Uses Of Sed Substitution In Unix Server

March 23, 2012 / Linux Web Hosting

In this article, let us review some interesting workarounds with the “s” substitute command in sed with several practical examples.

I. Sed Substitution Delimiter

In the sed substitute command, users can use different delimiters like, @ % | ; :

We first need to create the path.txt file which is used in all the given examples

$ cat path.txt

Example 1 – sed @ delimiter: Substitute /opt/omni/lbin to /opt/tools/bin

If you substitute a path as ‘/’ and you can use @ as a delimiter instead of ‘/’. In the sed example below, in the last line of the input file, /opt/omni/lbin was changed to /opt/tools/bin.

$ sed 's@/opt/omni/lbin@/opt/tools/bin@g' path.txt

Example 2 – sed / delimiter: Substitute /opt/omni/lbin to /opt/tools/bin

When you should use ‘/’ in path name-related substitution, you have to escape ‘/’ in the substitution data as shown below. In this sed example, the delimiter ‘/’ was escaped in the REGEXP and REPLACEMENT part.

$ sed 's/\/opt\/omni\/lbin/\/opt\/tools\/bin/g' path.txt

II. Sed ‘&’ Get Matched String

The precise part of an input line on which the Regular Expression matches is represented by &, which can then be used in the replacement part.

Example 1 – sed & Usage: Substitute /usr/bin/ to /usr/bin/local

$ sed 's@/usr/bin@&/local@g' path.txt

In the above example ‘&’ in the replacement part will replace with /usr/bin which is matched pattern and add it with /local. So in the output all the occurrence of /usr/bin will be replaced with /usr/bin/local

Example 2 – sed & Usage: Match the whole line

& replaces whatever matches with the given REGEXP.

$ sed 's@^.*$@<<<&>>>@g' path.txt

In the above example regexp has “^.*$” which matches the whole line. Replacement part <<<&>>> writes the whole line with <<< and >>> in the beginning and end of the line respectively.

III. Grouping and Back-references in Sed

Grouping can be used in sed like normal regular expression. A group is opened with “\(” and closed with “\)”.Grouping can be used in combination with back-referencing.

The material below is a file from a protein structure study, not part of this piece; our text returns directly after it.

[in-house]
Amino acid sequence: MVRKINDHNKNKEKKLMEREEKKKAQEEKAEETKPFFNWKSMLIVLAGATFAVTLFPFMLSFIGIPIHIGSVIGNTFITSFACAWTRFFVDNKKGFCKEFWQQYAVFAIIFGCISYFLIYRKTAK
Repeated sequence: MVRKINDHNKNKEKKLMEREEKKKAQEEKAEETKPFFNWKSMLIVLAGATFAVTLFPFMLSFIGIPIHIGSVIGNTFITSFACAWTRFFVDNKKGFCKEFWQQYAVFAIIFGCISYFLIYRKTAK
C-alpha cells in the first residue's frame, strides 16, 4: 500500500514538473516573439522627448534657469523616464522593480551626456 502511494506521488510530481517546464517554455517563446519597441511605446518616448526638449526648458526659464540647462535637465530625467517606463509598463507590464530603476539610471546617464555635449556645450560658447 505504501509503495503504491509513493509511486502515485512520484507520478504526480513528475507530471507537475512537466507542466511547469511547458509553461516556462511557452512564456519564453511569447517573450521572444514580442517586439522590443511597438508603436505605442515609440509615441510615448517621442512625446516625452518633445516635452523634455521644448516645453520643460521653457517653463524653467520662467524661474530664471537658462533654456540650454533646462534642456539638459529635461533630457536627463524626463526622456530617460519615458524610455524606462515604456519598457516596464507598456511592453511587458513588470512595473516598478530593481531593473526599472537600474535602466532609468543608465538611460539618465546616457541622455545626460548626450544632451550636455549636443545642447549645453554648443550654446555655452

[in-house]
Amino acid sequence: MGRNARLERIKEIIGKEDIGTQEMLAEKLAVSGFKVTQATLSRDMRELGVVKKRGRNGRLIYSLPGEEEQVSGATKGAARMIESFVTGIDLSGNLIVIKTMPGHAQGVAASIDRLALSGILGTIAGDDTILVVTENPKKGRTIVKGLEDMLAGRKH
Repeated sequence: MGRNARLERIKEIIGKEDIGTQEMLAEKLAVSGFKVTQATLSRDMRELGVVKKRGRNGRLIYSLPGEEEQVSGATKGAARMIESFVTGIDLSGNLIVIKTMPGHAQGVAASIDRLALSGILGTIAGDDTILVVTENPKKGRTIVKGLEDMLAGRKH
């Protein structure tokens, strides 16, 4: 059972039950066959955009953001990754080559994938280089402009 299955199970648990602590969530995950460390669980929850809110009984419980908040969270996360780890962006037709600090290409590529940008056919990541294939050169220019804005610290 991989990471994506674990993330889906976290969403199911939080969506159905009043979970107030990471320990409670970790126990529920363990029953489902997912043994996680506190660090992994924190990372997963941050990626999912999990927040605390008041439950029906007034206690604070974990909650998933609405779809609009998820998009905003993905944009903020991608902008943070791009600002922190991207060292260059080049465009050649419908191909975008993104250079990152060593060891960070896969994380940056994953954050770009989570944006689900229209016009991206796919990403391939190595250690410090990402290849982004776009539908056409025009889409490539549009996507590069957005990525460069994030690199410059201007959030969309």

Back-reference is the re-use of a part of a Regular Expression selected by grouping. Back-references in sed can be used in both a Regular Expression and in the replacement part of the substitute command.

Example 1: Get only the first path in each line

$ sed 's/\(\/[^:]*\).*/\1/g' path.txt

In the above example, \(\/[^:]*\) matches the path available before first: comes. \1 replaces the first matched group.

Example 2: multi grouping

In the file path.txt change the order of field in the last line of the file.

$ sed '$s@\([^:]*\):\([^:]*\):\([^:]*\)@\3:\2:\1@g' path.txt

In the above command, $ specifies substitution to happen only for the last line. The output shows that the order of the path values in the last line has been reversed.

Example 3: Get the list of usernames in /etc/passwd file

This sed example displays only the first field from the /etc/passwd file.

$sed 's/\([^:]*\).*/\1/' /etc/passwd

Example 4: Parenthesize first character of each word

This sed example prints the first character of every word in parenthesis.

$ echo "Welcome To The Geek Stuff" | sed 's/\(\b[A-Z]\)/\(\1\)/g'
(W)elcome (T)o (T)he (G)eek (S)tuff

Example 5: Commify the simple number.

Let us create a file called numbers which has a list of numbers. The below sed command example is used to commify the numbers to thousands.

$ cat  numbers

$sed 's/\(^\|[^0-9.]\)\([0-9]\+\)\([0-9]\{3\}\)/\1\2,\3/g' numbers

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